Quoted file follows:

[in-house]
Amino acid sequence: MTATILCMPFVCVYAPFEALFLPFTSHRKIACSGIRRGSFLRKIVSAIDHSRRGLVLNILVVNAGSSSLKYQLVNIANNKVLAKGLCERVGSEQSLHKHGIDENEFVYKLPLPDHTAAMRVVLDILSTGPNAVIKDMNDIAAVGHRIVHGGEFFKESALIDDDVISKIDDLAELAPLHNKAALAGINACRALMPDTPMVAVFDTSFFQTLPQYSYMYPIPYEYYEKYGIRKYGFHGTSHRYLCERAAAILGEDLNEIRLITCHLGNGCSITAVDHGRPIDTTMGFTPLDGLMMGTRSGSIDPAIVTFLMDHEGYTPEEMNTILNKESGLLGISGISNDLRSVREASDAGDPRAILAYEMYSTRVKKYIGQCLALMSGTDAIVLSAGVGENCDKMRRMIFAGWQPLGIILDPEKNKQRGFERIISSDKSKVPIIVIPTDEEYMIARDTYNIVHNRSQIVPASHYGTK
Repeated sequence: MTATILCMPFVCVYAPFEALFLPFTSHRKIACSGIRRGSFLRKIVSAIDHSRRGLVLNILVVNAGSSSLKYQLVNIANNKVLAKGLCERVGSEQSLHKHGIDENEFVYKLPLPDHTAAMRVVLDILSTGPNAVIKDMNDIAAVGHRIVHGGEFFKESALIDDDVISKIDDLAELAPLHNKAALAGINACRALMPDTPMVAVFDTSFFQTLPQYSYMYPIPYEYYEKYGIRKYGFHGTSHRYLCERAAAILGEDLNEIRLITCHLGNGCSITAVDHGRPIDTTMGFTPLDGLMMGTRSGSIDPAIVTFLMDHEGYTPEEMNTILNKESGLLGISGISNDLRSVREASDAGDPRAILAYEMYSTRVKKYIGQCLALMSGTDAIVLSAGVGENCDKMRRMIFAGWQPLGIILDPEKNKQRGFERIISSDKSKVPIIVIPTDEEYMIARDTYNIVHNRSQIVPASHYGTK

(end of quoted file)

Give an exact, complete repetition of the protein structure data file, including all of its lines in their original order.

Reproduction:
[in-house]
Amino acid sequence: MTATILCMPFVCVYAPFEALFLPFTSHRKIACSGIRRGSFLRKIVSAIDHSRRGLVLNILVVNAGSSSLKYQLVNIANNKVLAKGLCERVGSEQSLHKHGIDENEFVYKLPLPDHTAAMRVVLDILSTGPNAVIKDMNDIAAVGHRIVHGGEFFKESALIDDDVISKIDDLAELAPLHNKAALAGINACRALMPDTPMVAVFDTSFFQTLPQYSYMYPIPYEYYEKYGIRKYGFHGTSHRYLCERAAAILGEDLNEIRLITCHLGNGCSITAVDHGRPIDTTMGFTPLDGLMMGTRSGSIDPAIVTFLMDHEGYTPEEMNTILNKESGLLGISGISNDLRSVREASDAGDPRAILAYEMYSTRVKKYIGQCLALMSGTDAIVLSAGVGENCDKMRRMIFAGWQPLGIILDPEKNKQRGFERIISSDKSKVPIIVIPTDEEYMIARDTYNIVHNRSQIVPASHYGTK
Repeated sequence: MTATILCMPFVCVYAPFEALFLPFTSHRKIACSGIRRGSFLRKIVSAIDHSRRGLVLNILVVNAGSSSLKYQLVNIANNKVLAKGLCERVGSEQSLHKHGIDENEFVYKLPLPDHTAAMRVVLDILSTGPNAVIKDMNDIAAVGHRIVHGGEFFKESALIDDDVISKIDDLAELAPLHNKAALAGINACRALMPDTPMVAVFDTSFFQTLPQYSYMYPIPYEYYEKYGIRKYGFHGTSHRYLCERAAAILGEDLNEIRLITCHLGNGCSITAVDHGRPIDTTMGFTPLDGLMMGTRSGSIDPAIVTFLMDHEGYTPEEMNTILNKESGLLGISGISNDLRSVREASDAGDPRAILAYEMYSTRVKKYIGQCLALMSGTDAIVLSAGVGENCDKMRRMIFAGWQPLGIILDPEKNKQRGFERIISSDKSKVPIIVIPTDEEYMIARDTYNIVHNRSQIVPASHYGTK